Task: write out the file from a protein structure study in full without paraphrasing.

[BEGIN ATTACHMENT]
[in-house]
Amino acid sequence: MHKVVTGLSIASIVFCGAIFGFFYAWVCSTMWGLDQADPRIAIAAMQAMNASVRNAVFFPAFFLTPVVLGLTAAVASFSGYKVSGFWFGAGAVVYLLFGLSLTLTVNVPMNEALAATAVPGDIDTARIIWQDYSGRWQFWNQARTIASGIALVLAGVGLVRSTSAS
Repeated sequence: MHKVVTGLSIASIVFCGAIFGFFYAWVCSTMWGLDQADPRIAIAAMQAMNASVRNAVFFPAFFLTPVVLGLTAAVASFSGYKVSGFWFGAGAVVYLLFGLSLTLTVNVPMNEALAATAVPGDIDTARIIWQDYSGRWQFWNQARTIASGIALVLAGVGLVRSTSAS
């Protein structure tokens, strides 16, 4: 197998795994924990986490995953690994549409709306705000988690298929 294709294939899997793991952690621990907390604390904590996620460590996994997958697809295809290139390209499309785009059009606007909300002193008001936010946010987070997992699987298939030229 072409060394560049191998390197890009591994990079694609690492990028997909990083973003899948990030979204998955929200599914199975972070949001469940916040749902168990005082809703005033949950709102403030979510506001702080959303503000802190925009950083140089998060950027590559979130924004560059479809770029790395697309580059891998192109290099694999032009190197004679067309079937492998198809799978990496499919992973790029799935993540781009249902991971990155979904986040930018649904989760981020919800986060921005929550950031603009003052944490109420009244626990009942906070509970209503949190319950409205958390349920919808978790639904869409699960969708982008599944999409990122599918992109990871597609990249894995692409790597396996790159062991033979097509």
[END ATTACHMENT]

[in-house]
Amino acid sequence: MHKVVTGLSIASIVFCGAIFGFFYAWVCSTMWGLDQADPRIAIAAMQAMNASVRNAVFFPAFFLTPVVLGLTAAVASFSGYKVSGFWFGAGAVVYLLFGLSLTLTVNVPMNEALAATAVPGDIDTARIIWQDYSGRWQFWNQARTIASGIALVLAGVGLVRSTSAS
Repeated sequence: MHKVVTGLSIASIVFCGAIFGFFYAWVCSTMWGLDQADPRIAIAAMQAMNASVRNAVFFPAFFLTPVVLGLTAAVASFSGYKVSGFWFGAGAVVYLLFGLSLTLTVNVPMNEALAATAVPGDIDTARIIWQDYSGRWQFWNQARTIASGIALVLAGVGLVRSTSAS
């Protein structure tokens, strides 16, 4: 197998795994924990986490995953690994549409709306705000988690298929 294709294939899997793991952690621990907390604390904590996620460590996994997958697809295809290139390209499309785009059009606007909300002193008001936010946010987070997992699987298939030229 072409060394560049191998390197890009591994990079694609690492990028997909990083973003899948990030979204998955929200599914199975972070949001469940916040749902168990005082809703005033949950709102403030979510506001702080959303503000802190925009950083140089998060950027590559979130924004560059479809770029790395697309580059891998192109290099694999032009190197004679067309079937492998198809799978990496499919992973790029799935993540781009249902991971990155979904986040930018649904989760981020919800986060921005929550950031603009003052944490109420009244626990009942906070509970209503949190319950409205958390349920919808978790639904869409699960969708982008599944999409990122599918992109990871597609990249894995692409790597396996790159062991033979097509």